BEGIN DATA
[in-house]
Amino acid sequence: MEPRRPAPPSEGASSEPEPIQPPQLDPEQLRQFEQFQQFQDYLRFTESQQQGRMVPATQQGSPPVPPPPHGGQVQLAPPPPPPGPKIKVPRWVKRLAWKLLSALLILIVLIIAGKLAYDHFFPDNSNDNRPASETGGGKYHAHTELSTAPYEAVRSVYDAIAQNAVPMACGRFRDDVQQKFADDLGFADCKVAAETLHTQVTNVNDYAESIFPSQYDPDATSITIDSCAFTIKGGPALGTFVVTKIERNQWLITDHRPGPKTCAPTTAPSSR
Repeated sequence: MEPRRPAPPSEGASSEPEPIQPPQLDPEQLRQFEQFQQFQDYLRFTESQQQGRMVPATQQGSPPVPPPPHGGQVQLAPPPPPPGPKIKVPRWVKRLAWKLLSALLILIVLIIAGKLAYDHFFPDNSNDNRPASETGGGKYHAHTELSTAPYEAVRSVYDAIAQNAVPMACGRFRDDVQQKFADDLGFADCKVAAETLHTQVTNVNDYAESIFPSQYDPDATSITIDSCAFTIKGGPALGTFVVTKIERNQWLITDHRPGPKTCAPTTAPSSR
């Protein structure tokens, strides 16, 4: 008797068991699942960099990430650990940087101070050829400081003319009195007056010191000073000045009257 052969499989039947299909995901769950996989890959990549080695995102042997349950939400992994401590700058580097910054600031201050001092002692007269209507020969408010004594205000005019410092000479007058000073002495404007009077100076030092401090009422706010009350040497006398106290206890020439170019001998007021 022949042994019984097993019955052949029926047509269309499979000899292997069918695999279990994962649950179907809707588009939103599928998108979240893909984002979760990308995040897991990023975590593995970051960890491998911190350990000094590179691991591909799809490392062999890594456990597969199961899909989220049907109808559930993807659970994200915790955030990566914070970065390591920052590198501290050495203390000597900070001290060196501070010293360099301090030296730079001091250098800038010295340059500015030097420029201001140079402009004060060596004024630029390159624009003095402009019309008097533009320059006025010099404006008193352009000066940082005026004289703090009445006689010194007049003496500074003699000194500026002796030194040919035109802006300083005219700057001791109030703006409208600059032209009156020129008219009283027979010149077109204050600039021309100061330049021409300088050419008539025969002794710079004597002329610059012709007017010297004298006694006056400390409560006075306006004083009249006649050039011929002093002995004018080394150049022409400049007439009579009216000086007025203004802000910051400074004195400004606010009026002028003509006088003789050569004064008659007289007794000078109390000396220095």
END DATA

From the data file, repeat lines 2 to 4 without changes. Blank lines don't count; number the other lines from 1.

Amino acid sequence: MEPRRPAPPSEGASSEPEPIQPPQLDPEQLRQFEQFQQFQDYLRFTESQQQGRMVPATQQGSPPVPPPPHGGQVQLAPPPPPPGPKIKVPRWVKRLAWKLLSALLILIVLIIAGKLAYDHFFPDNSNDNRPASETGGGKYHAHTELSTAPYEAVRSVYDAIAQNAVPMACGRFRDDVQQKFADDLGFADCKVAAETLHTQVTNVNDYAESIFPSQYDPDATSITIDSCAFTIKGGPALGTFVVTKIERNQWLITDHRPGPKTCAPTTAPSSR
Repeated sequence: MEPRRPAPPSEGASSEPEPIQPPQLDPEQLRQFEQFQQFQDYLRFTESQQQGRMVPATQQGSPPVPPPPHGGQVQLAPPPPPPGPKIKVPRWVKRLAWKLLSALLILIVLIIAGKLAYDHFFPDNSNDNRPASETGGGKYHAHTELSTAPYEAVRSVYDAIAQNAVPMACGRFRDDVQQKFADDLGFADCKVAAETLHTQVTNVNDYAESIFPSQYDPDATSITIDSCAFTIKGGPALGTFVVTKIERNQWLITDHRPGPKTCAPTTAPSSR
């Protein structure tokens, strides 16, 4: 008797068991699942960099990430650990940087101070050829400081003319009195007056010191000073000045009257 052969499989039947299909995901769950996989890959990549080695995102042997349950939400992994401590700058580097910054600031201050001092002692007269209507020969408010004594205000005019410092000479007058000073002495404007009077100076030092401090009422706010009350040497006398106290206890020439170019001998007021 022949042994019984097993019955052949029926047509269309499979000899292997069918695999279990994962649950179907809707588009939103599928998108979240893909984002979760990308995040897991990023975590593995970051960890491998911190350990000094590179691991591909799809490392062999890594456990597969199961899909989220049907109808559930993807659970994200915790955030990566914070970065390591920052590198501290050495203390000597900070001290060196501070010293360099301090030296730079001091250098800038010295340059500015030097420029201001140079402009004060060596004024630029390159624009003095402009019309008097533009320059006025010099404006008193352009000066940082005026004289703090009445006689010194007049003496500074003699000194500026002796030194040919035109802006300083005219700057001791109030703006409208600059032209009156020129008219009283027979010149077109204050600039021309100061330049021409300088050419008539025969002794710079004597002329610059012709007017010297004298006694006056400390409560006075306006004083009249006649050039011929002093002995004018080394150049022409400049007439009579009216000086007025203004802000910051400074004195400004606010009026002028003509006088003789050569004064008659007289007794000078109390000396220095």